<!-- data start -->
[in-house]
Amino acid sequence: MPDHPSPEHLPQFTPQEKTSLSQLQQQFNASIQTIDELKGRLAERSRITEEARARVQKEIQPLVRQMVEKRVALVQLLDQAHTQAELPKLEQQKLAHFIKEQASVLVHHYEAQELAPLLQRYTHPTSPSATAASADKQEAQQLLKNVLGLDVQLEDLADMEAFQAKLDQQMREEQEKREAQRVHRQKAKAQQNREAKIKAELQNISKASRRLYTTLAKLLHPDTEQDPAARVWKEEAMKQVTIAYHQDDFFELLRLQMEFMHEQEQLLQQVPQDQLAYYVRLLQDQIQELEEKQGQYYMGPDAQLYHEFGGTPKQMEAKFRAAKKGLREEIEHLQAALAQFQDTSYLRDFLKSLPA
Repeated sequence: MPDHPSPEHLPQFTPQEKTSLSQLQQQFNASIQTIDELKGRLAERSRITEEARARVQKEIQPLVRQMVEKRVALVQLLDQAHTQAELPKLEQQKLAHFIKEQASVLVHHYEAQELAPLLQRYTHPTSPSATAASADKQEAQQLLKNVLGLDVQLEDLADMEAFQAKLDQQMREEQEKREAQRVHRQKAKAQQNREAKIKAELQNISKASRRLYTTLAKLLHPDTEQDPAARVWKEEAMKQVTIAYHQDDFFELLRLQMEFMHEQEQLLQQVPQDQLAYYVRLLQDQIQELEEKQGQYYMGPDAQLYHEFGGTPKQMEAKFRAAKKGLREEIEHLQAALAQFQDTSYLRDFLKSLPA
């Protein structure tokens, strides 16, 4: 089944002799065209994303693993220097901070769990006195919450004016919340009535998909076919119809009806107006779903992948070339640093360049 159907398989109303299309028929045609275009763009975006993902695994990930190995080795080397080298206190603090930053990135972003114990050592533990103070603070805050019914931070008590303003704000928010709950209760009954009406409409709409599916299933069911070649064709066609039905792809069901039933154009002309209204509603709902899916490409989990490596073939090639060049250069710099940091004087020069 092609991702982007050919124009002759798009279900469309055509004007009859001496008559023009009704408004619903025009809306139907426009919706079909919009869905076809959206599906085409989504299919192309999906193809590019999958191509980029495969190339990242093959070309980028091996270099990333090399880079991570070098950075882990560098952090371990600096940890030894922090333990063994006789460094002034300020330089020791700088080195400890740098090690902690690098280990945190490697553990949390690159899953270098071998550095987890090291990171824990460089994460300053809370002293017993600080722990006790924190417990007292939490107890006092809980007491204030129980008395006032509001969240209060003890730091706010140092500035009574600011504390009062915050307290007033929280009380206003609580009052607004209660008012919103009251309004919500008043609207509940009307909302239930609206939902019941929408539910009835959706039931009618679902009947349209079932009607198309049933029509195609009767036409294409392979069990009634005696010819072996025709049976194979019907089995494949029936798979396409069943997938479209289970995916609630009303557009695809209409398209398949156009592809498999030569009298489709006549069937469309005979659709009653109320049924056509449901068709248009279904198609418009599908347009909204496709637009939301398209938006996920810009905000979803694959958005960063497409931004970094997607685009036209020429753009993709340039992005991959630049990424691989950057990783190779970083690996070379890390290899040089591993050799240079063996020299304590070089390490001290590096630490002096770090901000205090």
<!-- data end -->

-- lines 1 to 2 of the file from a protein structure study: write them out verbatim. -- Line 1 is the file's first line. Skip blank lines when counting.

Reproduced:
[in-house]
Amino acid sequence: MPDHPSPEHLPQFTPQEKTSLSQLQQQFNASIQTIDELKGRLAERSRITEEARARVQKEIQPLVRQMVEKRVALVQLLDQAHTQAELPKLEQQKLAHFIKEQASVLVHHYEAQELAPLLQRYTHPTSPSATAASADKQEAQQLLKNVLGLDVQLEDLADMEAFQAKLDQQMREEQEKREAQRVHRQKAKAQQNREAKIKAELQNISKASRRLYTTLAKLLHPDTEQDPAARVWKEEAMKQVTIAYHQDDFFELLRLQMEFMHEQEQLLQQVPQDQLAYYVRLLQDQIQELEEKQGQYYMGPDAQLYHEFGGTPKQMEAKFRAAKKGLREEIEHLQAALAQFQDTSYLRDFLKSLPA